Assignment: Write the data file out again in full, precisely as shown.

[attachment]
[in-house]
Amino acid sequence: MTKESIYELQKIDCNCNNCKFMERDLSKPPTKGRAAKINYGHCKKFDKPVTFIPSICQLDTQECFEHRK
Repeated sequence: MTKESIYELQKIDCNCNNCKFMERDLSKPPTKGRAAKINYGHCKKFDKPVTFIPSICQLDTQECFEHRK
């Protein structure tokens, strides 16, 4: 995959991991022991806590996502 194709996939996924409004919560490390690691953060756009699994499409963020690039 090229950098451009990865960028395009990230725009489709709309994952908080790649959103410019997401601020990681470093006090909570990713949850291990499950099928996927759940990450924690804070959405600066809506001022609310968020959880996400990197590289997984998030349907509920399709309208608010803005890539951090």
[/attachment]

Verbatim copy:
[in-house]
Amino acid sequence: MTKESIYELQKIDCNCNNCKFMERDLSKPPTKGRAAKINYGHCKKFDKPVTFIPSICQLDTQECFEHRK
Repeated sequence: MTKESIYELQKIDCNCNNCKFMERDLSKPPTKGRAAKINYGHCKKFDKPVTFIPSICQLDTQECFEHRK
């Protein structure tokens, strides 16, 4: 995959991991022991806590996502 194709996939996924409004919560490390690691953060756009699994499409963020690039 090229950098451009990865960028395009990230725009489709709309994952908080790649959103410019997401601020990681470093006090909570990713949850291990499950099928996927759940990450924690804070959405600066809506001022609310968020959880996400990197590289997984998030349907509920399709309208608010803005890539951090």